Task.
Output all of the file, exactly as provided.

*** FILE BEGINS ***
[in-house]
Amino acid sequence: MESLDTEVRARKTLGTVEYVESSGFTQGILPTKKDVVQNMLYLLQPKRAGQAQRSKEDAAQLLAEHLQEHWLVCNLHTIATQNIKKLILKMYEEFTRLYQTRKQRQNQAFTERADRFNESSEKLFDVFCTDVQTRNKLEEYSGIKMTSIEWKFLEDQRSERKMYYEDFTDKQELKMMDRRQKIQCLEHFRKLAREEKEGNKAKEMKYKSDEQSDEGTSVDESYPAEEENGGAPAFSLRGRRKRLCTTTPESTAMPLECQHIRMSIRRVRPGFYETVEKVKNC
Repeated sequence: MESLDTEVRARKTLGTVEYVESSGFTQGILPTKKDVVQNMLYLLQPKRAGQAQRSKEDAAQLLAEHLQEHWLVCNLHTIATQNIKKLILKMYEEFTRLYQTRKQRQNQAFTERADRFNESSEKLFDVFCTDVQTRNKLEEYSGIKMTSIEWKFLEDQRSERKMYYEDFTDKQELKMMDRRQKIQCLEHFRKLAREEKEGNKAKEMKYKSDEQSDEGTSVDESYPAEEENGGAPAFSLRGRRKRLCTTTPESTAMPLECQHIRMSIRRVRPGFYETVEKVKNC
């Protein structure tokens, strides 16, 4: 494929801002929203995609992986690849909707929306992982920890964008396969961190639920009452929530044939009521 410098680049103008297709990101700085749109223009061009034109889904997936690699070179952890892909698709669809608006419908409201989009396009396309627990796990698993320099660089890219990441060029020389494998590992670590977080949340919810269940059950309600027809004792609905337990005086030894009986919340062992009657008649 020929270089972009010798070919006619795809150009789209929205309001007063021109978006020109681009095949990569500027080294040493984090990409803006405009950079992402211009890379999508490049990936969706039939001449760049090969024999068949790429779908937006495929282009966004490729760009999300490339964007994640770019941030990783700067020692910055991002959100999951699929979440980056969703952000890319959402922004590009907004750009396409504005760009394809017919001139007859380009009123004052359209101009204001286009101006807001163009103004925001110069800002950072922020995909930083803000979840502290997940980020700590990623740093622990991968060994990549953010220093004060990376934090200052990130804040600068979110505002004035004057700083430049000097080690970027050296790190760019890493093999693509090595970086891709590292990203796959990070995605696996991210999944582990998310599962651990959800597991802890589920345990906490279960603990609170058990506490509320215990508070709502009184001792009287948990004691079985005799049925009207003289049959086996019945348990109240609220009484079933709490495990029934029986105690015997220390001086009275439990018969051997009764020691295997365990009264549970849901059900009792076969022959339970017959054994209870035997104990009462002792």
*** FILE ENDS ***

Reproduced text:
[in-house]
Amino acid sequence: MESLDTEVRARKTLGTVEYVESSGFTQGILPTKKDVVQNMLYLLQPKRAGQAQRSKEDAAQLLAEHLQEHWLVCNLHTIATQNIKKLILKMYEEFTRLYQTRKQRQNQAFTERADRFNESSEKLFDVFCTDVQTRNKLEEYSGIKMTSIEWKFLEDQRSERKMYYEDFTDKQELKMMDRRQKIQCLEHFRKLAREEKEGNKAKEMKYKSDEQSDEGTSVDESYPAEEENGGAPAFSLRGRRKRLCTTTPESTAMPLECQHIRMSIRRVRPGFYETVEKVKNC
Repeated sequence: MESLDTEVRARKTLGTVEYVESSGFTQGILPTKKDVVQNMLYLLQPKRAGQAQRSKEDAAQLLAEHLQEHWLVCNLHTIATQNIKKLILKMYEEFTRLYQTRKQRQNQAFTERADRFNESSEKLFDVFCTDVQTRNKLEEYSGIKMTSIEWKFLEDQRSERKMYYEDFTDKQELKMMDRRQKIQCLEHFRKLAREEKEGNKAKEMKYKSDEQSDEGTSVDESYPAEEENGGAPAFSLRGRRKRLCTTTPESTAMPLECQHIRMSIRRVRPGFYETVEKVKNC
């Protein structure tokens, strides 16, 4: 494929801002929203995609992986690849909707929306992982920890964008396969961190639920009452929530044939009521 410098680049103008297709990101700085749109223009061009034109889904997936690699070179952890892909698709669809608006419908409201989009396009396309627990796990698993320099660089890219990441060029020389494998590992670590977080949340919810269940059950309600027809004792609905337990005086030894009986919340062992009657008649 020929270089972009010798070919006619795809150009789209929205309001007063021109978006020109681009095949990569500027080294040493984090990409803006405009950079992402211009890379999508490049990936969706039939001449760049090969024999068949790429779908937006495929282009966004490729760009999300490339964007994640770019941030990783700067020692910055991002959100999951699929979440980056969703952000890319959402922004590009907004750009396409504005760009394809017919001139007859380009009123004052359209101009204001286009101006807001163009103004925001110069800002950072922020995909930083803000979840502290997940980020700590990623740093622990991968060994990549953010220093004060990376934090200052990130804040600068979110505002004035004057700083430049000097080690970027050296790190760019890493093999693509090595970086891709590292990203796959990070995605696996991210999944582990998310599962651990959800597991802890589920345990906490279960603990609170058990506490509320215990508070709502009184001792009287948990004691079985005799049925009207003289049959086996019945348990109240609220009484079933709490495990029934029986105690015997220390001086009275439990018969051997009764020691295997365990009264549970849901059900009792076969022959339970017959054994209870035997104990009462002792």